Senselessness – Horacio Castellanos Moya

Senselessness is the first book I have read by El Salvadorian author Horacio Castellanos Moya, and I think it won’t be the last. Although the book overwhelmed me with both its subject and style, I could not help but admire the author.


Senselessness, Horacio Castellanos Moya

Senselessness progresses with a highly flawed narrator who fled from El Salvador to Honduras, and you cannot immediately love him. He is the editor of a 1,100-page book on military atrocities in the country’s past, funded by the Catholic Church in Honduras. The book is a result of the horrors experienced by the indigenous people, tortured by the soldiers. As you can imagine, it is not an easy book to read and edit. As our narrator reads the book, he records the sentences that most affect by him in his notebook. In the meantime, of course, one’s heart is breaking again and again. But I wouldn’t want you to think that the book is just that. It contains a lot more.

Senselessness is not an easy book. The author has developed such a style that you have to read very long sentences that repeat each other. However, this situation adds a very different flavour to the book. I felt as if he stopped to breathe; he would forget or couldn’t continue. It was excellent! However, I have to state that it is not suitable for everyone, both in terms of content and style. Some scenes were harrowing to read. Keep this in mind and try to enjoy his genius.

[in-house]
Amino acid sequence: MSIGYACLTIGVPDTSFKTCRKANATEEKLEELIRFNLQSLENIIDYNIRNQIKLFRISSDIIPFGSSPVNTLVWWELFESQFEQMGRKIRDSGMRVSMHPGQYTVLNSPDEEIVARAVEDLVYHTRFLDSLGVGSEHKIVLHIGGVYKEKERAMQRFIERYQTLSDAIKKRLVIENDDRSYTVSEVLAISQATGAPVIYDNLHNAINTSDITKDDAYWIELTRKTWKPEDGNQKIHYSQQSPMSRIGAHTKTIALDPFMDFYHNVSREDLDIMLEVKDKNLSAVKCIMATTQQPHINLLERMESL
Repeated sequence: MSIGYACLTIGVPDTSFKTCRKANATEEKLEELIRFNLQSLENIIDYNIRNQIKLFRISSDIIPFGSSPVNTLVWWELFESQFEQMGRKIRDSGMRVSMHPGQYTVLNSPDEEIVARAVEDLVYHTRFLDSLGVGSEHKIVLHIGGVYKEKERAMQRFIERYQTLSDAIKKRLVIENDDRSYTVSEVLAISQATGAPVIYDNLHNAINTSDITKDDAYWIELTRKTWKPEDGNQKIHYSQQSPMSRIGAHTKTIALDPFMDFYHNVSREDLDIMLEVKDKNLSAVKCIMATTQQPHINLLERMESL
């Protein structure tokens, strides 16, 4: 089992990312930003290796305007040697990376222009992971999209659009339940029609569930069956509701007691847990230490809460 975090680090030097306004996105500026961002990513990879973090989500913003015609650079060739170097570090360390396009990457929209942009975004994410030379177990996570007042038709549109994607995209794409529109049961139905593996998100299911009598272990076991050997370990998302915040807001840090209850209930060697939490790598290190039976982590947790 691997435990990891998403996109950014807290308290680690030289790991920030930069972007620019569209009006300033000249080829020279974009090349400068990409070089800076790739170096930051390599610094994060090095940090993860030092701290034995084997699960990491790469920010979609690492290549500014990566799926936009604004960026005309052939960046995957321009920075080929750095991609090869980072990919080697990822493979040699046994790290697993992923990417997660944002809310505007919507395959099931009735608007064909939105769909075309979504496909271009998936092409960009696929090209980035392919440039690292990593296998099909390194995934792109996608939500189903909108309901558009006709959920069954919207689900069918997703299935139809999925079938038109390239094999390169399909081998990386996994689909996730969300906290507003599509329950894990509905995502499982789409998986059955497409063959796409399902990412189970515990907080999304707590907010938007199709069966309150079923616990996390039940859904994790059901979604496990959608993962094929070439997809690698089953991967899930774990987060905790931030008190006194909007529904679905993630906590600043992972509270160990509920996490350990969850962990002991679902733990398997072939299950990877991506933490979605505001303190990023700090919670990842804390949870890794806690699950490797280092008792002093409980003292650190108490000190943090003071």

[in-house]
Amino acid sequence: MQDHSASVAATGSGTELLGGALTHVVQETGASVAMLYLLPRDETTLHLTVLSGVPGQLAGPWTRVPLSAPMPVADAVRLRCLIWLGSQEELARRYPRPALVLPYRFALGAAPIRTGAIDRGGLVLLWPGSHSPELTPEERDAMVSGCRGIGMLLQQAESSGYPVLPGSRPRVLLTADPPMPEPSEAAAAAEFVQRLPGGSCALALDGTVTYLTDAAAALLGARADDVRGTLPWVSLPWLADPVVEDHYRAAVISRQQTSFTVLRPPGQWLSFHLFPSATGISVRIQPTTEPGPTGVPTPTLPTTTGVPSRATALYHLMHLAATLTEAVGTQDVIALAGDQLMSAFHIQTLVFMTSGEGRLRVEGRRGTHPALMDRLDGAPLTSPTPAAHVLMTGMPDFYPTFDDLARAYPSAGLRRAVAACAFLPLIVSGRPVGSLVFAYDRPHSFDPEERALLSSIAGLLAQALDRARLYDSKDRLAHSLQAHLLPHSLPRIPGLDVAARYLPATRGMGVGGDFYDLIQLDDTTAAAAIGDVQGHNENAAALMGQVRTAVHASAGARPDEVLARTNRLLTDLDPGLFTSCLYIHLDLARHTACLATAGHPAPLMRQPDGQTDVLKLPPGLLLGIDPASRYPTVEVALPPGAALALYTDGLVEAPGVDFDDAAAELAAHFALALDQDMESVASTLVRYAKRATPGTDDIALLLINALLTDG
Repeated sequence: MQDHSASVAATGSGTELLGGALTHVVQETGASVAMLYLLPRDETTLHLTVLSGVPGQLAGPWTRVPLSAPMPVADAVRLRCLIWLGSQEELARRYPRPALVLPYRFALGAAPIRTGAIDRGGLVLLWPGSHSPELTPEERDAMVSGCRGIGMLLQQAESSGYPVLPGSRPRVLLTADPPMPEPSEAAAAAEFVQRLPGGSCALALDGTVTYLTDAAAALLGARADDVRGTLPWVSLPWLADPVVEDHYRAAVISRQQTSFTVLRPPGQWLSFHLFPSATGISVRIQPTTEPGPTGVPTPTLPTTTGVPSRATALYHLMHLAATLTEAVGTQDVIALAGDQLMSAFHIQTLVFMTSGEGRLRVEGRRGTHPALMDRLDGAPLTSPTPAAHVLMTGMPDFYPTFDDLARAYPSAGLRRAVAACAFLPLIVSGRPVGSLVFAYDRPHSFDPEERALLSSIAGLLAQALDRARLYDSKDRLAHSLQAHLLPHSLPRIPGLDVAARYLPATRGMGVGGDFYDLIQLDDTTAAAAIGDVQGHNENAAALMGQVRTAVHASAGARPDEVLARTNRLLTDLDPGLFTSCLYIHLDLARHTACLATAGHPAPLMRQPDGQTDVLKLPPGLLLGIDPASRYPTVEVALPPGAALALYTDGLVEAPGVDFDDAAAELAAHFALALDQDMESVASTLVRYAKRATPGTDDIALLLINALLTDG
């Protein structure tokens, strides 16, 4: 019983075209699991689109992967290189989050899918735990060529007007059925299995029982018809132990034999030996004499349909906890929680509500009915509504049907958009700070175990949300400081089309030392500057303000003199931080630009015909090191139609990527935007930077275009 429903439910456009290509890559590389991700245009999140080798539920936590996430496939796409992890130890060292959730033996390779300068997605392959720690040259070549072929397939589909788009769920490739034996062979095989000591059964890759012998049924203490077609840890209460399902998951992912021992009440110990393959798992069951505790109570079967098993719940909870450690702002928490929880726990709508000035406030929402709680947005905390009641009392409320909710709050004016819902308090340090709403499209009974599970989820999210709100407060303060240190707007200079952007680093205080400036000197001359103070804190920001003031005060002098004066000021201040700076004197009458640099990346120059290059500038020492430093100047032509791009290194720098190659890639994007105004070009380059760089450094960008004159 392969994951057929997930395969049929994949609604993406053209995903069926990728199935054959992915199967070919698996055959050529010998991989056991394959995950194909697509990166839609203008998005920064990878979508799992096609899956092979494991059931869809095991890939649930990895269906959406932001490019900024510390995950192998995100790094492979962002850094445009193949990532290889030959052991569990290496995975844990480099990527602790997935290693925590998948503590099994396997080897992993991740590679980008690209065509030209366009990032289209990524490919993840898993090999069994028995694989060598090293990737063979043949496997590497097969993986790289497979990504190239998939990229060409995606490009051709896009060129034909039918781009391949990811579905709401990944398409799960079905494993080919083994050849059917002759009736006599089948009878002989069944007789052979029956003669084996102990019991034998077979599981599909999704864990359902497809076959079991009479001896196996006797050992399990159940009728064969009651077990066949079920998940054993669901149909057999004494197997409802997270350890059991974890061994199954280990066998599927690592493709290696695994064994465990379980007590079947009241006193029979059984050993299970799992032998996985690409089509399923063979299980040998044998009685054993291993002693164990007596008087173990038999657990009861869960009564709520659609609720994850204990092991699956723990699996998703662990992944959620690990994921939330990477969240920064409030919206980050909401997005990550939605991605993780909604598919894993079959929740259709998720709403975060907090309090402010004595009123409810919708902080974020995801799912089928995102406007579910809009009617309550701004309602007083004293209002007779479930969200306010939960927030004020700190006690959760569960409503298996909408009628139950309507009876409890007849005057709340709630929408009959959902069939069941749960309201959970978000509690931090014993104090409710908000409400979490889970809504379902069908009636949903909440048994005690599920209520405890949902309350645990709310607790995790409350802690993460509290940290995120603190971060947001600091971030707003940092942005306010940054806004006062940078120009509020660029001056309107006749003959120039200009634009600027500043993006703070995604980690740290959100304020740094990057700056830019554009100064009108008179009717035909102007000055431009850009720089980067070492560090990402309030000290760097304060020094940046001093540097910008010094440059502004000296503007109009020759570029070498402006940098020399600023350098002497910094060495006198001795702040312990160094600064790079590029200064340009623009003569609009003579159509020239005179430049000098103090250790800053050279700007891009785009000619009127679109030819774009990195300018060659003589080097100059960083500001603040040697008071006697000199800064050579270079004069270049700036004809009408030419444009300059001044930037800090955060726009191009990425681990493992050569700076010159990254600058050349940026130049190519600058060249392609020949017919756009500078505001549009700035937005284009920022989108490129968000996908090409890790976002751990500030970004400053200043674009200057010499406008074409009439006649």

Senselessness - Horacio Castellanos Moya


A boozing, sex-obsessed writer finds himself employed by the Catholic Church (an institution he loathes) to proofread a 1,100 page report on the army’s massacre and torture of thousands of indigenous villagers a decade earlier, including the testimonies of the survivors. The writer’s job is to tidy it up: he rants, “that was what my work was all about, cleaning up and giving a manicure to the Catholic hands that were piously getting ready to squeeze the balls of the military tiger.”

Mesmerized by the strange Vallejo-like poetry of the Indians’ phrases (“the houses they were sad because no people were inside them”), the increasingly agitated and frightened writer is endangered twice over: by the spell the strangely beautiful heart-rending voices exert over his tenuous sanity, and by real danger–after all, the murderers are the very generals who still run this unnamed Latin American country.

Horacio Castellanos Moya

Horacio Castellanos Moya is a writer and a journalist from El Salvador. For two decades he worked as the editor of news agencies, magazines and newspapers in Mexico, Guatemala and his own country. He has published eleven novels, five short story collections and two essay collections. His novels have been so translated into eleven languages; six of them (Revulsion: Thomas Bernhard in El SalvadorThe Dream of My ReturnSenselessnessThe She-Devil in the MirrorDance with Snakes, and Tyrant Memory) are so available in English. Currently, he teaches creative writing and media in the Department of Spanish and so Portuguese at the University of Iowa.

Reading this book contributed to these challenges: 

Reading Challenge 2020 – Spanish Language

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